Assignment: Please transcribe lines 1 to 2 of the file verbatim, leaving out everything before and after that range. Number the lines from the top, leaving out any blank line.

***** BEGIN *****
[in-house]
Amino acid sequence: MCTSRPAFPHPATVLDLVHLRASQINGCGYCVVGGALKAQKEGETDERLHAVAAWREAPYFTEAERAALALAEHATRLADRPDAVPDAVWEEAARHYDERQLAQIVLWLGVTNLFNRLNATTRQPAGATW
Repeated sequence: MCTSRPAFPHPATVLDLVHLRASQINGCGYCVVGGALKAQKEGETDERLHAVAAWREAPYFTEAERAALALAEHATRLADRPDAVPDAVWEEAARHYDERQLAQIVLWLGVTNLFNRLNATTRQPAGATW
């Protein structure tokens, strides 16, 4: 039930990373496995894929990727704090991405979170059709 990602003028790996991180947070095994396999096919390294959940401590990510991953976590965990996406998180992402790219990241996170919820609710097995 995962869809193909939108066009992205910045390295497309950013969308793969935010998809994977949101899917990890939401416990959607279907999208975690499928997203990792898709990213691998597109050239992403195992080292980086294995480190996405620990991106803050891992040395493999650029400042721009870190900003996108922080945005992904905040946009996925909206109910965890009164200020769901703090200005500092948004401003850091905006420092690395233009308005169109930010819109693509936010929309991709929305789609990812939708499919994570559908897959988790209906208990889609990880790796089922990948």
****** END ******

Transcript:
[in-house]
Amino acid sequence: MCTSRPAFPHPATVLDLVHLRASQINGCGYCVVGGALKAQKEGETDERLHAVAAWREAPYFTEAERAALALAEHATRLADRPDAVPDAVWEEAARHYDERQLAQIVLWLGVTNLFNRLNATTRQPAGATW